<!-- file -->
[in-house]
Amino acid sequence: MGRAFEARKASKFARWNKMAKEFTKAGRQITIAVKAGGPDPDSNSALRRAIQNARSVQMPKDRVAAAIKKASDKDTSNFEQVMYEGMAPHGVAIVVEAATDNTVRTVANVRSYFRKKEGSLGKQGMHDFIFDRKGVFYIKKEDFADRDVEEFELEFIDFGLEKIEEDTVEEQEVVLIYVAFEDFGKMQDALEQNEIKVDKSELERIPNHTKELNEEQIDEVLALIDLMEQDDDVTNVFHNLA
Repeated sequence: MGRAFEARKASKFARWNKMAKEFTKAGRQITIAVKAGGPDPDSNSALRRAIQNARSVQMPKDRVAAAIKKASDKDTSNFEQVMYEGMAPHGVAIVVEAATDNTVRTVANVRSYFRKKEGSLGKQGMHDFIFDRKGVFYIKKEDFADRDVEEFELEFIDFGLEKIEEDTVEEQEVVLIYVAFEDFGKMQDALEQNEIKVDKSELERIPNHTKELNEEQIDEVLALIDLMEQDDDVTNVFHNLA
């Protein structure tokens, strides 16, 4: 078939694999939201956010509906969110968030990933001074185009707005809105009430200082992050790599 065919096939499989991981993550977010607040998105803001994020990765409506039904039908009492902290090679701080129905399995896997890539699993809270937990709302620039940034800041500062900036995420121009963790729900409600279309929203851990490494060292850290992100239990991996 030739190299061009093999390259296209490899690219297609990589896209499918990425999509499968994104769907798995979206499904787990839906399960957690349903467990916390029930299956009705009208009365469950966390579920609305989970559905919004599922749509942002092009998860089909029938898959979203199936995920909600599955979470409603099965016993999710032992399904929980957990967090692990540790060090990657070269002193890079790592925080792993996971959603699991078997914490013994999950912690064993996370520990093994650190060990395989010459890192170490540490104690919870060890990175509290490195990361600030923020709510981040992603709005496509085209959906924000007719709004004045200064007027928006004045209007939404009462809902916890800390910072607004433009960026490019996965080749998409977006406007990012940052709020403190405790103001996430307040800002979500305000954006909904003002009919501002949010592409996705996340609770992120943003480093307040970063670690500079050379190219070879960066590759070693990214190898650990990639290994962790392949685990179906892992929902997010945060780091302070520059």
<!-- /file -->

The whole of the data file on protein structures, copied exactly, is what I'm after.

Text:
[in-house]
Amino acid sequence: MGRAFEARKASKFARWNKMAKEFTKAGRQITIAVKAGGPDPDSNSALRRAIQNARSVQMPKDRVAAAIKKASDKDTSNFEQVMYEGMAPHGVAIVVEAATDNTVRTVANVRSYFRKKEGSLGKQGMHDFIFDRKGVFYIKKEDFADRDVEEFELEFIDFGLEKIEEDTVEEQEVVLIYVAFEDFGKMQDALEQNEIKVDKSELERIPNHTKELNEEQIDEVLALIDLMEQDDDVTNVFHNLA
Repeated sequence: MGRAFEARKASKFARWNKMAKEFTKAGRQITIAVKAGGPDPDSNSALRRAIQNARSVQMPKDRVAAAIKKASDKDTSNFEQVMYEGMAPHGVAIVVEAATDNTVRTVANVRSYFRKKEGSLGKQGMHDFIFDRKGVFYIKKEDFADRDVEEFELEFIDFGLEKIEEDTVEEQEVVLIYVAFEDFGKMQDALEQNEIKVDKSELERIPNHTKELNEEQIDEVLALIDLMEQDDDVTNVFHNLA
């Protein structure tokens, strides 16, 4: 078939694999939201956010509906969110968030990933001074185009707005809105009430200082992050790599 065919096939499989991981993550977010607040998105803001994020990765409506039904039908009492902290090679701080129905399995896997890539699993809270937990709302620039940034800041500062900036995420121009963790729900409600279309929203851990490494060292850290992100239990991996 030739190299061009093999390259296209490899690219297609990589896209499918990425999509499968994104769907798995979206499904787990839906399960957690349903467990916390029930299956009705009208009365469950966390579920609305989970559905919004599922749509942002092009998860089909029938898959979203199936995920909600599955979470409603099965016993999710032992399904929980957990967090692990540790060090990657070269002193890079790592925080792993996971959603699991078997914490013994999950912690064993996370520990093994650190060990395989010459890192170490540490104690919870060890990175509290490195990361600030923020709510981040992603709005496509085209959906924000007719709004004045200064007027928006004045209007939404009462809902916890800390910072607004433009960026490019996965080749998409977006406007990012940052709020403190405790103001996430307040800002979500305000954006909904003002009919501002949010592409996705996340609770992120943003480093307040970063670690500079050379190219070879960066590759070693990214190898650990990639290994962790392949685990179906892992929902997010945060780091302070520059």